Marc Girardelli : biography
Marc Girardelli (born 18 July 1963) is a former alpine ski racer, a five-time World Cup overall champion who excelled in all five alpine disciplines.
Girardelli was born in Lustenau, Austria, started skiing at the age of five, and started racing at seven. After initially racing for Austria until 1976, he switched to racing for Luxembourg due to disagreements about coaching. In 1981, he started to make significant progress with his first podium (top-three finish) in Wengen, Switzerland, and from that moment was in contention for slalom and giant slalom podiums on a regular basis.
In 1983 he achieved his first victory in Sweden, but shortly thereafter he received his first major injury, when he tore all the ligaments in his left knee. In spite of this major injury, he went on to win five slalom races in 1984 and placed third in the overall World Cup standings.
In 1985, Girardelli won 11 races and the World Cup overall title. This was followed by another World Cup in 1986 and a third in 1989. After another major accident in 1990, in which he narrowly avoided paraplegia, he recovered to win the overall World Cup title again in 1991 and then in 1993 for a fifth time – an achievement which has yet to be equaled on the men’s side (Annemarie Moser-Pröll won six women’s World Cups). In total, Girardelli won 46 World Cup races (fourth-most of all time among men) and recorded 100 podiums. Doug Sack, , Ski Canada, Dec. 2004. –>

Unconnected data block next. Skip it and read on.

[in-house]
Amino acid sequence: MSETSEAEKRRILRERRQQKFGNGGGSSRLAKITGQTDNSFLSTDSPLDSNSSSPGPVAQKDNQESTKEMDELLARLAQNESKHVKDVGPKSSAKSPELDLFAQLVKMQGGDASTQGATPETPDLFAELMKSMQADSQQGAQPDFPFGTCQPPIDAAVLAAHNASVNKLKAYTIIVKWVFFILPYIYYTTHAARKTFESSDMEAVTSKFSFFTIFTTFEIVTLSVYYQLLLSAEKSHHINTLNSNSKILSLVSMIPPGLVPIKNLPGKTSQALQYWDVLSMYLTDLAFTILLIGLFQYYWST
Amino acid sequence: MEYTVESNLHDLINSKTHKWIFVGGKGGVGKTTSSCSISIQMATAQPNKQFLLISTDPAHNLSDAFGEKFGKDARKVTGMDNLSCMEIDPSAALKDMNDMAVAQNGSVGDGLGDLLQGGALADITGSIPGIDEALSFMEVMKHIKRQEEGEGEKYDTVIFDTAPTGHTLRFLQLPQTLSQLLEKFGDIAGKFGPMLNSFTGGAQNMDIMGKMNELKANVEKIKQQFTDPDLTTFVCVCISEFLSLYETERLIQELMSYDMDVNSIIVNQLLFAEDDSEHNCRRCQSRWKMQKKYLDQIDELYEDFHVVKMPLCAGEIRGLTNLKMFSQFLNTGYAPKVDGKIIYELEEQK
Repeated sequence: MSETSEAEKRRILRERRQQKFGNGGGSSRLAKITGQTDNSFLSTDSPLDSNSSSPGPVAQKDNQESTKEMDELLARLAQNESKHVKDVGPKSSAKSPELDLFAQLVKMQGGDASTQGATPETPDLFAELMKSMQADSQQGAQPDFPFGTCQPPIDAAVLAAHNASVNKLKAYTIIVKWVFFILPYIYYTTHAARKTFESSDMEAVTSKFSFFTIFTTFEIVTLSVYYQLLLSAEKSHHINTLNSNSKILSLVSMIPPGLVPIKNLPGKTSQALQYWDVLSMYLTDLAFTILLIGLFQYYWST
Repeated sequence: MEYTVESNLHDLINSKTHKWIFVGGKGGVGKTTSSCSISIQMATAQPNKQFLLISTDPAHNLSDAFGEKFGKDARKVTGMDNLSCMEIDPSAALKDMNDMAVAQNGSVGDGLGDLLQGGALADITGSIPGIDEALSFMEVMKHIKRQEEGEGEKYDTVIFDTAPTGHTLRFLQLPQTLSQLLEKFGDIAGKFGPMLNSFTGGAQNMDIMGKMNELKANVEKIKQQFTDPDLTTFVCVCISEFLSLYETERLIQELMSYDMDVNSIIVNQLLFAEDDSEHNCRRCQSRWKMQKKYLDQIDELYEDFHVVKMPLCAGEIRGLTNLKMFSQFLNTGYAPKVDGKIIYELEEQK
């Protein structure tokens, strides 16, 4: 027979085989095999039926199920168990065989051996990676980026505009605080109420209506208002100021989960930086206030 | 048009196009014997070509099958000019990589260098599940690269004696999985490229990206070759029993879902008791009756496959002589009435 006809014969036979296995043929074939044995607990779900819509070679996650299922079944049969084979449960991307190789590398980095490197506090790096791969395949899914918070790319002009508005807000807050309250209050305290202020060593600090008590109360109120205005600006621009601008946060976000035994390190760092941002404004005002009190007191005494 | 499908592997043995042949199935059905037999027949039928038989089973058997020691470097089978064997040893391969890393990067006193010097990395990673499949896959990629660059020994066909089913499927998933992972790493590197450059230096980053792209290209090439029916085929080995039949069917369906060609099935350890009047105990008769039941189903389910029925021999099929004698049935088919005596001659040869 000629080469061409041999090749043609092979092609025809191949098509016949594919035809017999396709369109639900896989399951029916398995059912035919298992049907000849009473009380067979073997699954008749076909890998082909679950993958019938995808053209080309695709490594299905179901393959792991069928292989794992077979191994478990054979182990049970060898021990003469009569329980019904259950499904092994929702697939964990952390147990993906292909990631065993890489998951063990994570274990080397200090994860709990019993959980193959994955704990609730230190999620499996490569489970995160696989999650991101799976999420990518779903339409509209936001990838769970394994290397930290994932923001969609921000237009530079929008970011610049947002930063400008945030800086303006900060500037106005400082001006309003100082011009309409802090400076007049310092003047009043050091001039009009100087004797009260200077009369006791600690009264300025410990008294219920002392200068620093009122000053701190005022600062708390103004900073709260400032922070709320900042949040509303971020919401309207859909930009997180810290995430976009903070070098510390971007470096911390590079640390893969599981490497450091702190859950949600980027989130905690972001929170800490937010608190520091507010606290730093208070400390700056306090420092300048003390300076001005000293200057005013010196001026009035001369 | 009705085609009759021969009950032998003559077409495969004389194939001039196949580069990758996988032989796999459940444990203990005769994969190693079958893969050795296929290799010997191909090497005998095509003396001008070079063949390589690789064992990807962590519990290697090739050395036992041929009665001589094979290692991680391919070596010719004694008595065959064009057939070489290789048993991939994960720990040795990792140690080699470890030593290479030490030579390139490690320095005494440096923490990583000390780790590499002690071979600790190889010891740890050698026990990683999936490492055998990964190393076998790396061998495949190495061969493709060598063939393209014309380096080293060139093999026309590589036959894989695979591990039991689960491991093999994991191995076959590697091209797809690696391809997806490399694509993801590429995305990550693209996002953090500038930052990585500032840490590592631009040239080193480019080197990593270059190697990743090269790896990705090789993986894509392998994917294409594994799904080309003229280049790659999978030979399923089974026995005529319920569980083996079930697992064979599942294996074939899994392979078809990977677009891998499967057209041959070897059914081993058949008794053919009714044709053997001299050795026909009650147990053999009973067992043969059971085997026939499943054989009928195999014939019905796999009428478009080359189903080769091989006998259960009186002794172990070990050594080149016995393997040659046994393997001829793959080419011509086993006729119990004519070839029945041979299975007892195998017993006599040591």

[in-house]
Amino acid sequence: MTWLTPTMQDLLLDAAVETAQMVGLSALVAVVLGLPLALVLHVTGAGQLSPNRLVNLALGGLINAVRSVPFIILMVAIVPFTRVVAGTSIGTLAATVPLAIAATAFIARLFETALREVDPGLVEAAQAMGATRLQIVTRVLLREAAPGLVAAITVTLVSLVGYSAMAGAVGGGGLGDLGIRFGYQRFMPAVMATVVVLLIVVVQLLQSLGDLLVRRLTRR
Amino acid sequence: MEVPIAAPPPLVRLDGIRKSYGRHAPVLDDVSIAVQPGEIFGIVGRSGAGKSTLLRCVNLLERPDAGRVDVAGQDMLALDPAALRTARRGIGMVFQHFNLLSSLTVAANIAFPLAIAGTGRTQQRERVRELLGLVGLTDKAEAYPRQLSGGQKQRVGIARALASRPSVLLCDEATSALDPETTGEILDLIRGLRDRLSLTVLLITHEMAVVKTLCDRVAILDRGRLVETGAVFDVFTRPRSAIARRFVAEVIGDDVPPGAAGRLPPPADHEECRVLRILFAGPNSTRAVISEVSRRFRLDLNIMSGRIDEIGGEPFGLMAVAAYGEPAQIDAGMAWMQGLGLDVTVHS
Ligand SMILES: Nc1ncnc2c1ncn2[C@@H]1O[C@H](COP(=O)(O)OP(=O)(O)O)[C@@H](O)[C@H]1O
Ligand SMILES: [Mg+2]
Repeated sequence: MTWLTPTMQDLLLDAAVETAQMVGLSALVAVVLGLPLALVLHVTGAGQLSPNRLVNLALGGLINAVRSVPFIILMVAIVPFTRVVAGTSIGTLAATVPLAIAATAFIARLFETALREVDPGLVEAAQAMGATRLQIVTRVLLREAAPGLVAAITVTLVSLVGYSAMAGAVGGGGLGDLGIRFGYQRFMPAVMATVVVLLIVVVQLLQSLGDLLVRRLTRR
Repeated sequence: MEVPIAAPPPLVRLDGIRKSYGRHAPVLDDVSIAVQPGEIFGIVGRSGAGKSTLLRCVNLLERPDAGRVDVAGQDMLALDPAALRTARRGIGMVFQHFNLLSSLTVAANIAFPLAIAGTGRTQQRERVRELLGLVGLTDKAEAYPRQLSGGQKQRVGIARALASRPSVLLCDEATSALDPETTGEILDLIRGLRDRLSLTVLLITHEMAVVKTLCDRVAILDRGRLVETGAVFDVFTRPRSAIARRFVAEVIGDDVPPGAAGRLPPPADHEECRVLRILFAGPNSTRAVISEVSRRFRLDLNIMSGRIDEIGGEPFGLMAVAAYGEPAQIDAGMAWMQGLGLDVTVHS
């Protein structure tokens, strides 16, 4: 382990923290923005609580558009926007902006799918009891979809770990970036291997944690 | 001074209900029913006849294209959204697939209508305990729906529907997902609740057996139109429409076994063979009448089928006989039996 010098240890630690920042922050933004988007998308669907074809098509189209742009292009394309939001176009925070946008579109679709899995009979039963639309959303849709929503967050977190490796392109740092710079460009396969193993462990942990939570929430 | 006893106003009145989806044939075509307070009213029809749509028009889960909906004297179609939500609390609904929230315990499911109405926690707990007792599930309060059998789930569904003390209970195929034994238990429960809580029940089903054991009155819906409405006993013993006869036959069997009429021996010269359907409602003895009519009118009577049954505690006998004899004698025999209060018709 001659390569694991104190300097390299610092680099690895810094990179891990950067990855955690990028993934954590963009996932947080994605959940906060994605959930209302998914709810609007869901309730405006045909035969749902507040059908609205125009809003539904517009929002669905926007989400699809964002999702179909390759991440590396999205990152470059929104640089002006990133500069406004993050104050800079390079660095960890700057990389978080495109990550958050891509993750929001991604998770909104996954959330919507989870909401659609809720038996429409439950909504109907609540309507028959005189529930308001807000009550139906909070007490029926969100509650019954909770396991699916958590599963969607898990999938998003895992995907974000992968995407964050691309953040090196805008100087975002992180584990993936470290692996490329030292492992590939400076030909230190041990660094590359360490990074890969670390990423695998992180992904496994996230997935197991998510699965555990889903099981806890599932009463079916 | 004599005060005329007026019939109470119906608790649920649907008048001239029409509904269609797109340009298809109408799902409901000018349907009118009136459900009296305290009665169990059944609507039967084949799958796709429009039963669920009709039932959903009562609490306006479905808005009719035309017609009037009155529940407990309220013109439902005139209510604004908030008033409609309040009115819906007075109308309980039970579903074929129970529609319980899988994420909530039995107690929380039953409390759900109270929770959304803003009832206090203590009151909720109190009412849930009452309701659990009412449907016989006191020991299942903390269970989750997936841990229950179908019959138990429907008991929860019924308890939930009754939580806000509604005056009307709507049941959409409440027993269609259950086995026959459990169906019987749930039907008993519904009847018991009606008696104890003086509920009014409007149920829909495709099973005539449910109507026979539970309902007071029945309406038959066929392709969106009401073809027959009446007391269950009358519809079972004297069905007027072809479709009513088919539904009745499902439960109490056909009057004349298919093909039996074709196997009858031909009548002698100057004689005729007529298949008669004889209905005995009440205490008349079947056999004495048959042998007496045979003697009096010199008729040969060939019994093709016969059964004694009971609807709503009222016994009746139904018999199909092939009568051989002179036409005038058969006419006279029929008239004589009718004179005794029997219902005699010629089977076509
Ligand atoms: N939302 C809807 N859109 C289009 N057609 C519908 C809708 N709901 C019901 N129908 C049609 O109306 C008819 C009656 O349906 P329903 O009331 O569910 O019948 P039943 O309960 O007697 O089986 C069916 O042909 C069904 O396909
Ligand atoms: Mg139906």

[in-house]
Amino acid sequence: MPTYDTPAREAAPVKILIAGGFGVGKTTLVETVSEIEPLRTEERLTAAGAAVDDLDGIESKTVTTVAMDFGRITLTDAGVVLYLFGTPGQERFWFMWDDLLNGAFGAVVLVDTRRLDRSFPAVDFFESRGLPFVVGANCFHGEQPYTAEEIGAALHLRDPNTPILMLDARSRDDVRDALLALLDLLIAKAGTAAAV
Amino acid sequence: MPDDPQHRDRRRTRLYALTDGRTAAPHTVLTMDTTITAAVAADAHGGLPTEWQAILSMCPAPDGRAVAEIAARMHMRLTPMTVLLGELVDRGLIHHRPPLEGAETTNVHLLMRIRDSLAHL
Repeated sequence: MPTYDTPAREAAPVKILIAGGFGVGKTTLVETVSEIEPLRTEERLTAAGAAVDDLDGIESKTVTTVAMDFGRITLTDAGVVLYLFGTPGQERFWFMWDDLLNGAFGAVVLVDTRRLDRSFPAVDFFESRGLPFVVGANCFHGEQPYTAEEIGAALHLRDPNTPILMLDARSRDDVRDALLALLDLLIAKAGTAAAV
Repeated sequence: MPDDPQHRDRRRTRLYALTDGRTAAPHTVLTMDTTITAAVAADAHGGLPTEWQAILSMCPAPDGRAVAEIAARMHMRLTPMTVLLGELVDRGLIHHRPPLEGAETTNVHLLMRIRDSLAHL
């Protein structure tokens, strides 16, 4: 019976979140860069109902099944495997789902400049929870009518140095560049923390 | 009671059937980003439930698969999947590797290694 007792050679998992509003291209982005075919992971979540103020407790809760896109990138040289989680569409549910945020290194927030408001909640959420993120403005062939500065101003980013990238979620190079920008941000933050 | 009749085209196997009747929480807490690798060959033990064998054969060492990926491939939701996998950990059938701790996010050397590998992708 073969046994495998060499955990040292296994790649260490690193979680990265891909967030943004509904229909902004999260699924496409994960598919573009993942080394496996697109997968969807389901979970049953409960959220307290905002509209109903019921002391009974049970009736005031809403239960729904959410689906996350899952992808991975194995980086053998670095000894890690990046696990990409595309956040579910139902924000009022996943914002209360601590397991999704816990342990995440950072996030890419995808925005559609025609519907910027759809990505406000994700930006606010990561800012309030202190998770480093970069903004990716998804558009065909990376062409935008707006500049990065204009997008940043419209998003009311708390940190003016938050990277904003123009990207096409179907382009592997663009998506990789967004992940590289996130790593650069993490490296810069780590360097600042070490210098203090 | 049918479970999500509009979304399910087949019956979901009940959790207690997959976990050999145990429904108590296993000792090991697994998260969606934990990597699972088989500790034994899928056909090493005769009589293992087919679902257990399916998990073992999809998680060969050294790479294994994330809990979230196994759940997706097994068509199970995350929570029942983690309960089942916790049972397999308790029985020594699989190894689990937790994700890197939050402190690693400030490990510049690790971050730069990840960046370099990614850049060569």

Because Girardelli retained Austrian citizenship while skiing for Luxembourg, he was ineligible to compete in the 1980 or 1984 Winter Olympics. He received Luxembourg citizenship in time to compete in the 1988 Winter Olympics in Calgary but failed to win a medal. At the 1992 Winter Olympics in Albertville, however, he won silver medals in Super G and in giant slalom.
Girardelli won 11 World Championship medals, including 4 golds: (slalom at Saalbach in 1991 and combined at Crans-Montana in 1987, Vail Ski Resort in 1989, and Sierra Nevada in 1996).
His final World Cup race was in December 1996; he retired from international competition at age 33.
World Cup results